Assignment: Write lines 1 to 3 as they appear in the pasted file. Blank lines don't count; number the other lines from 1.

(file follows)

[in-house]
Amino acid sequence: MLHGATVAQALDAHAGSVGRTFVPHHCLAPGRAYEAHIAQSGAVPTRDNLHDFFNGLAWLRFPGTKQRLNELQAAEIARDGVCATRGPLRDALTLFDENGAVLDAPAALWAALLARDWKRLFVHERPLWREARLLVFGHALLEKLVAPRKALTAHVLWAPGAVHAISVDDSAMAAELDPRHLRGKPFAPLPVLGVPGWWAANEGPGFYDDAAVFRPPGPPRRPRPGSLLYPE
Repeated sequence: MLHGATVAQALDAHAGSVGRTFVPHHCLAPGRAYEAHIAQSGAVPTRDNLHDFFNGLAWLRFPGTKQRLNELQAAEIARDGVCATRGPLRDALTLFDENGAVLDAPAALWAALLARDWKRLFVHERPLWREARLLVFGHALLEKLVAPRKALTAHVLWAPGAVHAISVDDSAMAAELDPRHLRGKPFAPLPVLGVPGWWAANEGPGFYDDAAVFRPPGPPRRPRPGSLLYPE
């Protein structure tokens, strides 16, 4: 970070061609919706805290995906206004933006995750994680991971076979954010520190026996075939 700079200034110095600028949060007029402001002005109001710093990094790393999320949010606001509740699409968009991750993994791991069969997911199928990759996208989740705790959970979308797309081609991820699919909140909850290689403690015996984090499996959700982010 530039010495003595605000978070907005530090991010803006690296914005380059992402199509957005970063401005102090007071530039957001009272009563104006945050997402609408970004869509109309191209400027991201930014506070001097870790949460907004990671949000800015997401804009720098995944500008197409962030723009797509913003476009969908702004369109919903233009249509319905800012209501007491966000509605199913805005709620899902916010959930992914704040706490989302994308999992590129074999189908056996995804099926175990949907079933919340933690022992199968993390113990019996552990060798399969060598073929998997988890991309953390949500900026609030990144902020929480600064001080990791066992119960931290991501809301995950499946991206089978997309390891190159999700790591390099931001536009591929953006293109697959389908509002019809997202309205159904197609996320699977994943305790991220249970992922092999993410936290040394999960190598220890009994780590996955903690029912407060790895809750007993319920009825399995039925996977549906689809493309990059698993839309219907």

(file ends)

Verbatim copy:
[in-house]
Amino acid sequence: MLHGATVAQALDAHAGSVGRTFVPHHCLAPGRAYEAHIAQSGAVPTRDNLHDFFNGLAWLRFPGTKQRLNELQAAEIARDGVCATRGPLRDALTLFDENGAVLDAPAALWAALLARDWKRLFVHERPLWREARLLVFGHALLEKLVAPRKALTAHVLWAPGAVHAISVDDSAMAAELDPRHLRGKPFAPLPVLGVPGWWAANEGPGFYDDAAVFRPPGPPRRPRPGSLLYPE
Repeated sequence: MLHGATVAQALDAHAGSVGRTFVPHHCLAPGRAYEAHIAQSGAVPTRDNLHDFFNGLAWLRFPGTKQRLNELQAAEIARDGVCATRGPLRDALTLFDENGAVLDAPAALWAALLARDWKRLFVHERPLWREARLLVFGHALLEKLVAPRKALTAHVLWAPGAVHAISVDDSAMAAELDPRHLRGKPFAPLPVLGVPGWWAANEGPGFYDDAAVFRPPGPPRRPRPGSLLYPE